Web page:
Then a knight came forward who was named Adamas, who was the son of Brocadan and Gandandel’s sister, and although he was well built, very brave, and strong, he was very vile, so everyone disliked him. He told the King:
“My lord, I say that Sarquiles has lied about everything he has said, and I shall fight him tomorrow if he dares to enter the field with his uncle.”
Sarquiles was very pleased by this and to find himself in the company of his uncle, and immediately gave his pledge to the King, for he wanted to fight. Then the King ordered everyone to go to their lodgings, and they did. Angriote and Sarquiles left with the dozen knights and took Madasima and her damsels with them, who had by then had said farewell to the Queen and Oriana, and the Queen ordered a fine tent provided for them to stay in.
The King received Sir Grumedan and his nephew Giontes, and ordered Gandandel and Brocadan to be called in and told them:
“I am amazed that ye told me so many times that Amadis wished to do me treason and lead a revolt in my land, and now when the proof is needed, ye have let it drop and have put your sons in a test in which they do not know what justice their side may have. Ye have wronged God and me, and the malice that ye did made me lose a good man and many good knights. Ye shall not be without penalty, because the just Judge shall give it to those who deserve it.”
“My lord,” Gandandel said, “my sons came forward thinking that the test would be delayed.”
“Indeed,” Sir Grumedan said, “they thought correctly, because there is and will be nothing against Amadis in this nor in any other thing in which he is said to have erred against the King. If ye suspected him, that was so unreasonable that not even the devils in hell could have thought it. If ye had a thousand heads and the King were to cut them all off, it would not avenge the harm that ye did him. But ye remain, and may God wish that it be not for more evil, and the anguish that your sons shall suffer will be your fault.”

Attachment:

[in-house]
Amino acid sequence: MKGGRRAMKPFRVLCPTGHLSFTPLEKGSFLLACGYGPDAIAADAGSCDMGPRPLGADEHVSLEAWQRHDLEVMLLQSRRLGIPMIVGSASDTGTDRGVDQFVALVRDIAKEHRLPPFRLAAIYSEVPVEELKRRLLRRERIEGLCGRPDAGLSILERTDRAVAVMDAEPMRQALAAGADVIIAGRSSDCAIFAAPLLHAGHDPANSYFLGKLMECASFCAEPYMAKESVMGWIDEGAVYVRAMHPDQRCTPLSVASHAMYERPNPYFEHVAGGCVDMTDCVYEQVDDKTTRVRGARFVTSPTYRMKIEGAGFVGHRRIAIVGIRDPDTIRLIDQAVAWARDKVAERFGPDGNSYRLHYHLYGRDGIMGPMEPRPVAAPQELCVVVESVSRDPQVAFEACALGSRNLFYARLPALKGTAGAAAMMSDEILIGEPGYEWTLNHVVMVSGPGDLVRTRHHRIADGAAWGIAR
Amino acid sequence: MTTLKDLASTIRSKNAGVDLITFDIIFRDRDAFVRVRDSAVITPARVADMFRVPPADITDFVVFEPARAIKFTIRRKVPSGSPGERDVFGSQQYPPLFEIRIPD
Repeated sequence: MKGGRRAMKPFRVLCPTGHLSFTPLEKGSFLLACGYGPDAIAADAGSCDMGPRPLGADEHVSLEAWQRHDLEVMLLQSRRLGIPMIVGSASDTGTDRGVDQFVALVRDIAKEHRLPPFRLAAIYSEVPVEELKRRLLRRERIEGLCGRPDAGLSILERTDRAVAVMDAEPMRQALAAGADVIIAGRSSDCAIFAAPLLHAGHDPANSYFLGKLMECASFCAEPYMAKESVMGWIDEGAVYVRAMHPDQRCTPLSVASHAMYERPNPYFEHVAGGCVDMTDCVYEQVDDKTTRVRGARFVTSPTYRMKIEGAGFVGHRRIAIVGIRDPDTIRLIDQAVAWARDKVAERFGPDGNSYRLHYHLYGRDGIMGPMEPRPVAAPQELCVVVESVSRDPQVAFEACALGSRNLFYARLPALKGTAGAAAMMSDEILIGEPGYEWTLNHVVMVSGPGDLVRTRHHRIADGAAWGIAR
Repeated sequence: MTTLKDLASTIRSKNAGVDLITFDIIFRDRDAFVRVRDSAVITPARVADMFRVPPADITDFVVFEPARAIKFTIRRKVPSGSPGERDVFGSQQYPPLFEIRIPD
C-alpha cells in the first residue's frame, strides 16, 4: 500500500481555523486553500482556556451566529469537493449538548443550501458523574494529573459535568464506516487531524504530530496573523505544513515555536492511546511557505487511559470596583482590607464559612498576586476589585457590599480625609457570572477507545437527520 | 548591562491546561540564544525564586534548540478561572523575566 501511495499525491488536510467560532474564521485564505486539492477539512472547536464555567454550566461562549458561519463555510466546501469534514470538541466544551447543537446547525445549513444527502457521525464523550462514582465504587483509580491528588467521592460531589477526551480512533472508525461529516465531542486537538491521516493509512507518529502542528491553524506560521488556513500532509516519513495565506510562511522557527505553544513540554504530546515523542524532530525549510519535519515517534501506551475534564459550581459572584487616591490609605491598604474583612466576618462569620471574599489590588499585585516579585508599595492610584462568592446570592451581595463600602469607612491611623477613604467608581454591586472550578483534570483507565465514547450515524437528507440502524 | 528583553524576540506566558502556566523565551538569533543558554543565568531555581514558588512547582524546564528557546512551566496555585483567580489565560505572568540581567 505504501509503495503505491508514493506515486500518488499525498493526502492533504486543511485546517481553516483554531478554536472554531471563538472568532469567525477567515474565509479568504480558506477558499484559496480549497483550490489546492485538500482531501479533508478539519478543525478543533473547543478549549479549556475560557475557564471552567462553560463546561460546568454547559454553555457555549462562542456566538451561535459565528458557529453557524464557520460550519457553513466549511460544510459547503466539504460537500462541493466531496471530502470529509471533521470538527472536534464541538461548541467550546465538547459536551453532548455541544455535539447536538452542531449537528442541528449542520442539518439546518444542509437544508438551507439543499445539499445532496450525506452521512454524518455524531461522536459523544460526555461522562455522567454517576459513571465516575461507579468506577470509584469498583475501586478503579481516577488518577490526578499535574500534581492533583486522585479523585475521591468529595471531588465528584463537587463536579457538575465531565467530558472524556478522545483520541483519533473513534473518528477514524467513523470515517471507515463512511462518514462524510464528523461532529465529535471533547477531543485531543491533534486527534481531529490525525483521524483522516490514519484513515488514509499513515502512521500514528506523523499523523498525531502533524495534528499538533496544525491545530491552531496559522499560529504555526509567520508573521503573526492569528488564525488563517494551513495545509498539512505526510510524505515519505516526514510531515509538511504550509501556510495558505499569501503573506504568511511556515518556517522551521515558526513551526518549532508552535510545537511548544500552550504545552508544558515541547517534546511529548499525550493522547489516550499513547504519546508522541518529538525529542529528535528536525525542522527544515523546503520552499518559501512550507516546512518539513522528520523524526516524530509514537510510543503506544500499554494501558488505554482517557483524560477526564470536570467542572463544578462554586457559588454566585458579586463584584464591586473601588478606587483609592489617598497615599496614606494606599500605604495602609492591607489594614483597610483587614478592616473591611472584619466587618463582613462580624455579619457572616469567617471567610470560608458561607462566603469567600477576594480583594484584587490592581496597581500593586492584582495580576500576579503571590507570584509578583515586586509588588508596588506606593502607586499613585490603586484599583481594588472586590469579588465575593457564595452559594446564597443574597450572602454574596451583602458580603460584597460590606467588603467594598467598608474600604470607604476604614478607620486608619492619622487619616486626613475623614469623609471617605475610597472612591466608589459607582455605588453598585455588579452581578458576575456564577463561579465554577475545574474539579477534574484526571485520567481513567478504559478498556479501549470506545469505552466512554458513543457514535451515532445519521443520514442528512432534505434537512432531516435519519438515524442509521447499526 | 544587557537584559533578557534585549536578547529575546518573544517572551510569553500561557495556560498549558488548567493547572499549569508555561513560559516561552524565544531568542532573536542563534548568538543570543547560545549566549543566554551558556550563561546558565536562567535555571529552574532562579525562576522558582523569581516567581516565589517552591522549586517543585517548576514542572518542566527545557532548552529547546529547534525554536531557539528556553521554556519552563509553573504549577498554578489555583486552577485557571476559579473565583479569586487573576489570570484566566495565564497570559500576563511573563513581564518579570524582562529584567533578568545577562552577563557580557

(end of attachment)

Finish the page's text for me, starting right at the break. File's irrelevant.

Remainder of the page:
“Sir Grumedan,” they said, “although ye may believe that and wish for it, we have hope that our sons shall raise up our honor and theirs.”
“May God not save me,” Grumedan said, “if I wished for that more than what is deserved for the good or bad advice that ye gave to the King.”
Then the King ordered them to speak no more of that for it was useless. They were dismissed and he went to eat, and the others went to their homes. That night each side prepared their arms and their horses, and from midnight on, Angriote and Sarquiles kept vigil in the chapel of Holy Mary that was next to their tents.
At the dawn of day all the dozen knights armed themselves and were suspicious of the King because they thought he was angry with them. They took Madasima and her damsels with them on their palfreys, each knight with a damsel, and Angriote and Sarquiles in front of them, and they entered the town and went to the field where the battle was going to be. The King and all the knights and townspeople were already there, with three judges to oversee the fight. One was King Arban of North Wales; the other Giontes, the King’s nephew; and the third Quinorante, the good jouster.
They took Angriote and Sarquiles and put them at one end of the field. Then Tanarin and Corian, the two brothers, and Adamas, the cousin, came and entered the field very well armed and on beautiful horses, prepared to prevail if the malice of their fathers would not prevent it.
When the knights were lined up against each other, Giontes sounded his trumpet, and the knights charged as fast as their horses could gallop. Corian and Tanarin aimed at Angriote, and Adamas at Sarquiles. Tanarin hit Angriote in the encounter and his lance broke and flew apart in pieces.
Angriote struck Corian on his shield so bravely that he threw him over the haunches of his horse. When he turned to Tanarin, he saw that he had his sword in his hand. Tanarin saw his brother on the ground and came at Angriote in rage, meaning to strike him on his helmet, but he swung too soon and instead hit Angriote’s horse on the head with a great blow that cut a piece from it and the bridle headband, and the reins fell to its chest.